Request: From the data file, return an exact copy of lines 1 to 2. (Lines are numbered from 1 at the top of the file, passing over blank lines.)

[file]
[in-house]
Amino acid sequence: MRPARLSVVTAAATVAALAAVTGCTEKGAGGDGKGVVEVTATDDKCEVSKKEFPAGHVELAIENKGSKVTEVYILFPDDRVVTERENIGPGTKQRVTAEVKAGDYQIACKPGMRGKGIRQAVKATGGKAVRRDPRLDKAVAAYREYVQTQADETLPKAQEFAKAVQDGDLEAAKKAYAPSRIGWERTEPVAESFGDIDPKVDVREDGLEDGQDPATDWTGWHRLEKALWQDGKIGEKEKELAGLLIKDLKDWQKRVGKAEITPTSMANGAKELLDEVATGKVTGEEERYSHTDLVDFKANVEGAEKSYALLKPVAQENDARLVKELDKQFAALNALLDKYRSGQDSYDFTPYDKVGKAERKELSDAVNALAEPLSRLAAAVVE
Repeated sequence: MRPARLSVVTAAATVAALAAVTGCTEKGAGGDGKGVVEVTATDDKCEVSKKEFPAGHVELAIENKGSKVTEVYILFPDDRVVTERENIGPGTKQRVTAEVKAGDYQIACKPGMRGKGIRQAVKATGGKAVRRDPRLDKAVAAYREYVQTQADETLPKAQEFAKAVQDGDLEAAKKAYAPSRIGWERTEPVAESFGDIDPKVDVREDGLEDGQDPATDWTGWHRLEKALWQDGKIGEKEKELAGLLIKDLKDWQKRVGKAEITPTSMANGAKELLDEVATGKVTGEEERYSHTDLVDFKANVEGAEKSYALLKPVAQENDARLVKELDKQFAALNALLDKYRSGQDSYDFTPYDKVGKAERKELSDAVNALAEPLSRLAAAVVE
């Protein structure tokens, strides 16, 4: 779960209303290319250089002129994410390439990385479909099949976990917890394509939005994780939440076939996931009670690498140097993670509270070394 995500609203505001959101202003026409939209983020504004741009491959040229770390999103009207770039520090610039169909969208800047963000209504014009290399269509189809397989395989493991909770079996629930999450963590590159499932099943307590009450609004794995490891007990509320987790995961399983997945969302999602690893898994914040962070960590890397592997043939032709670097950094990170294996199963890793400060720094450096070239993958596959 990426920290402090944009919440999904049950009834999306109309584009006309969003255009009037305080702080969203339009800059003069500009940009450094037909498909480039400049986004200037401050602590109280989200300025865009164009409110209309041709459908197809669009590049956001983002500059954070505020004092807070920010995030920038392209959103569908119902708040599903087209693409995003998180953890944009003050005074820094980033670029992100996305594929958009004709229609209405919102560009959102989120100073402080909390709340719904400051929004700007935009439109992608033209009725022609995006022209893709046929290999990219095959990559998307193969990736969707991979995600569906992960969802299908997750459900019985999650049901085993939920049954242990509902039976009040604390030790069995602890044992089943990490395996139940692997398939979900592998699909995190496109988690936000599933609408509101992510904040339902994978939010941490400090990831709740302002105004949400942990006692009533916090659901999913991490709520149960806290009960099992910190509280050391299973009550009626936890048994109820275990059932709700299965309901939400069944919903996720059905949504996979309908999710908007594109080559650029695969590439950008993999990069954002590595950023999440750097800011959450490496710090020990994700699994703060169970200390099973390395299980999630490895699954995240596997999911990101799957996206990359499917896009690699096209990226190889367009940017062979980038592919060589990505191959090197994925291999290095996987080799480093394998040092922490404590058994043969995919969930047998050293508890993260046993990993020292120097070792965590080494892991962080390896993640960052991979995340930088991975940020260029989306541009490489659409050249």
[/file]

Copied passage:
[in-house]
Amino acid sequence: MRPARLSVVTAAATVAALAAVTGCTEKGAGGDGKGVVEVTATDDKCEVSKKEFPAGHVELAIENKGSKVTEVYILFPDDRVVTERENIGPGTKQRVTAEVKAGDYQIACKPGMRGKGIRQAVKATGGKAVRRDPRLDKAVAAYREYVQTQADETLPKAQEFAKAVQDGDLEAAKKAYAPSRIGWERTEPVAESFGDIDPKVDVREDGLEDGQDPATDWTGWHRLEKALWQDGKIGEKEKELAGLLIKDLKDWQKRVGKAEITPTSMANGAKELLDEVATGKVTGEEERYSHTDLVDFKANVEGAEKSYALLKPVAQENDARLVKELDKQFAALNALLDKYRSGQDSYDFTPYDKVGKAERKELSDAVNALAEPLSRLAAAVVE